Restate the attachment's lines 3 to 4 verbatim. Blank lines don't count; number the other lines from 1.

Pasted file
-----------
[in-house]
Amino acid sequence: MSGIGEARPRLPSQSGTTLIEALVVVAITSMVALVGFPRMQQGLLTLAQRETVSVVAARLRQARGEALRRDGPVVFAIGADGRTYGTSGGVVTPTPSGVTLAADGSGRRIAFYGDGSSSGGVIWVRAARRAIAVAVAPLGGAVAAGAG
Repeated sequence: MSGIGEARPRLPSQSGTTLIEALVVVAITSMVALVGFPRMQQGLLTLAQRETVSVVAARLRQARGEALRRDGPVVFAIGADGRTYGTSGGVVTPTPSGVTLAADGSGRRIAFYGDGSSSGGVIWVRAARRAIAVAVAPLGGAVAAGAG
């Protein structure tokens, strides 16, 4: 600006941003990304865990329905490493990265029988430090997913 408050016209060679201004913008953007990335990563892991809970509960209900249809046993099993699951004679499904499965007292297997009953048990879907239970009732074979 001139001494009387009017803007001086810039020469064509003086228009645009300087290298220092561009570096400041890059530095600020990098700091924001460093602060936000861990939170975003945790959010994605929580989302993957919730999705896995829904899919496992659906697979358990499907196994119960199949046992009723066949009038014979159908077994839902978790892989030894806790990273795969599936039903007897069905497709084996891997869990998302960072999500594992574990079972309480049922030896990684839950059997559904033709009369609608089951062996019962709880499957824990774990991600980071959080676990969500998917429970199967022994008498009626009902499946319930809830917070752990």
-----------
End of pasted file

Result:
Repeated sequence: MSGIGEARPRLPSQSGTTLIEALVVVAITSMVALVGFPRMQQGLLTLAQRETVSVVAARLRQARGEALRRDGPVVFAIGADGRTYGTSGGVVTPTPSGVTLAADGSGRRIAFYGDGSSSGGVIWVRAARRAIAVAVAPLGGAVAAGAG
């Protein structure tokens, strides 16, 4: 600006941003990304865990329905490493990265029988430090997913 408050016209060679201004913008953007990335990563892991809970509960209900249809046993099993699951004679499904499965007292297997009953048990879907239970009732074979 001139001494009387009017803007001086810039020469064509003086228009645009300087290298220092561009570096400041890059530095600020990098700091924001460093602060936000861990939170975003945790959010994605929580989302993957919730999705896995829904899919496992659906697979358990499907196994119960199949046992009723066949009038014979159908077994839902978790892989030894806790990273795969599936039903007897069905497709084996891997869990998302960072999500594992574990079972309480049922030896990684839950059997559904033709009369609608089951062996019962709880499957824990774990991600980071959080676990969500998917429970199967022994008498009626009902499946319930809830917070752990």